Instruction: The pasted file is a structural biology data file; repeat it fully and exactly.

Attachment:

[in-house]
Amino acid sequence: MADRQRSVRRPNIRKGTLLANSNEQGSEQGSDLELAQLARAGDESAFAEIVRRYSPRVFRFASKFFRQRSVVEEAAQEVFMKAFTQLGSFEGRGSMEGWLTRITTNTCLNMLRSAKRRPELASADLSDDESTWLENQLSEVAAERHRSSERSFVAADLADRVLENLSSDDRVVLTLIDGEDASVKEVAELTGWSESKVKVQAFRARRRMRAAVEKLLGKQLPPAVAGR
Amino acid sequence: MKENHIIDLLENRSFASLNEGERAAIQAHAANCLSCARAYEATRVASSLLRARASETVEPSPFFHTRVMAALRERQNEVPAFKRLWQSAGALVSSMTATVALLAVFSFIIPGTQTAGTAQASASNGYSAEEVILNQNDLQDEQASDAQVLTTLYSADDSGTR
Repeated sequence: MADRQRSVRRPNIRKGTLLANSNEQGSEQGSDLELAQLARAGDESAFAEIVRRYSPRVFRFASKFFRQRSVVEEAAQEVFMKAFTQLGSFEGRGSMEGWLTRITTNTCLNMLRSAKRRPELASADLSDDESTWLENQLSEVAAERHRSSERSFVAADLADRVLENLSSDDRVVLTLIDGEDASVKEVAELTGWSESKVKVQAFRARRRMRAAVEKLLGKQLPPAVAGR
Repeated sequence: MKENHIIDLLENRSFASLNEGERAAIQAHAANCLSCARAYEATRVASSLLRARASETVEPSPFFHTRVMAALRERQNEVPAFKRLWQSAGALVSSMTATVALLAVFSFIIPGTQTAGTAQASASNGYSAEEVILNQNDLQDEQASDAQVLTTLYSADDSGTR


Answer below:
[in-house]
Amino acid sequence: MADRQRSVRRPNIRKGTLLANSNEQGSEQGSDLELAQLARAGDESAFAEIVRRYSPRVFRFASKFFRQRSVVEEAAQEVFMKAFTQLGSFEGRGSMEGWLTRITTNTCLNMLRSAKRRPELASADLSDDESTWLENQLSEVAAERHRSSERSFVAADLADRVLENLSSDDRVVLTLIDGEDASVKEVAELTGWSESKVKVQAFRARRRMRAAVEKLLGKQLPPAVAGR
Amino acid sequence: MKENHIIDLLENRSFASLNEGERAAIQAHAANCLSCARAYEATRVASSLLRARASETVEPSPFFHTRVMAALRERQNEVPAFKRLWQSAGALVSSMTATVALLAVFSFIIPGTQTAGTAQASASNGYSAEEVILNQNDLQDEQASDAQVLTTLYSADDSGTR
Repeated sequence: MADRQRSVRRPNIRKGTLLANSNEQGSEQGSDLELAQLARAGDESAFAEIVRRYSPRVFRFASKFFRQRSVVEEAAQEVFMKAFTQLGSFEGRGSMEGWLTRITTNTCLNMLRSAKRRPELASADLSDDESTWLENQLSEVAAERHRSSERSFVAADLADRVLENLSSDDRVVLTLIDGEDASVKEVAELTGWSESKVKVQAFRARRRMRAAVEKLLGKQLPPAVAGR
Repeated sequence: MKENHIIDLLENRSFASLNEGERAAIQAHAANCLSCARAYEATRVASSLLRARASETVEPSPFFHTRVMAALRERQNEVPAFKRLWQSAGALVSSMTATVALLAVFSFIIPGTQTAGTAQASASNGYSAEEVILNQNDLQDEQASDAQVLTTLYSADDSGTR